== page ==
The modifications include an expansion of the covered reasons for emergency paid sick leave and emergency FMLA. They are being expanded to employees who are (i) obtaining an immunization related to COVID-19 or recovering from any injury, disability, illness or condition related to such immunization; or (ii) seeking or awaiting the results of a diagnostic test for, or a medical diagnosis of, COVID-19, when such employee has been exposed to COVID-19 or the employer has requested such test or diagnosis. Importantly, the original emergency FMLA provisions of the FFCRA were limited in regard to the covered reasons it could be utilized by employees (school closing/loss of child care). In ARPA, those reasons have been expanded to include all the reasons utilized for emergency paid sick leave, including the two new reasons noted above. It also removes the two-week waiting period on emergency FMLA leave and raises the aggregate cap on emergency FMLA leave from $10,000 to $12,000. Further, employees who previously took 10 days of emergency paid sick leave under the FFCRA will now be permitted to obtain another 10 days of paid leave.
ARPA also includes new non-discrimination rules for employers that opt to voluntarily provide FFCRA leave and obtain the tax credits. Specifically, ARPA disallows the tax credits for any employer who discriminates with respect to leave: (1) in favor of highly compensated employees; (2) in favor of full-time employees; or (3) on the basis of employment tenure.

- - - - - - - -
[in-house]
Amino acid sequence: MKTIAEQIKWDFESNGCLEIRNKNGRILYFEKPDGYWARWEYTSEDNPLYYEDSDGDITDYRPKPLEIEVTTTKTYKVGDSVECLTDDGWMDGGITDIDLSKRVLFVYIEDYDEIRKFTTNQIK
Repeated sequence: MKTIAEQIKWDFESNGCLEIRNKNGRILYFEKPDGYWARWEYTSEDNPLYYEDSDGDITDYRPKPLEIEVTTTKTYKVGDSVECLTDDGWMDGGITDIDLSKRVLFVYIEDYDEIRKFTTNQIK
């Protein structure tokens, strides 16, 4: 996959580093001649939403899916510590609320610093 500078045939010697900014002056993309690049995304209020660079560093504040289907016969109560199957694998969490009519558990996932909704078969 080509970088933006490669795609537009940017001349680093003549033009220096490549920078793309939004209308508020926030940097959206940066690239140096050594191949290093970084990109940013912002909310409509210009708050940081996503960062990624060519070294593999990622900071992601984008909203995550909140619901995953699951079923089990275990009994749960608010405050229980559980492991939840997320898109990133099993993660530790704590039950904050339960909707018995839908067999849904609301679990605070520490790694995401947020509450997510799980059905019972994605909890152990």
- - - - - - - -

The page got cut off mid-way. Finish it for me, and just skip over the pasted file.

Employee Retention Credit
ARPA encourages businesses to retain their employees despite the challenges posed by COVID-19 by extending the Employee Retention Tax Credit, previously set to expire in June 2021, until December 31, 2021. Eligible employers who experience a full or partial shutdown due to COVID-19 or a qualifying decline in their receipts in 2021 may qualify for the Employee Retention Tax Credit. The credit is also expanded to include certain start-up businesses (with a credit capped at $50,000 per quarter) even if they do not experience an eligible decline in gross receipts, or a full or partial suspension.
Though ARPA is now law, federal agencies will be tasked with issuing more detailed guidance to address practical elements of the ARPA’s various provisions. Employers should anticipate the release of this information over the coming weeks.
This Benefits Brief is not intended to be exhaustive, it is for informational purposes only and should not be considered legal or tax advice. A qualified attorney or other appropriate professional should be consulted on all legal compliance matters.
Posted by Nicole Lozano in Blog, Health & Benefits, Human Resources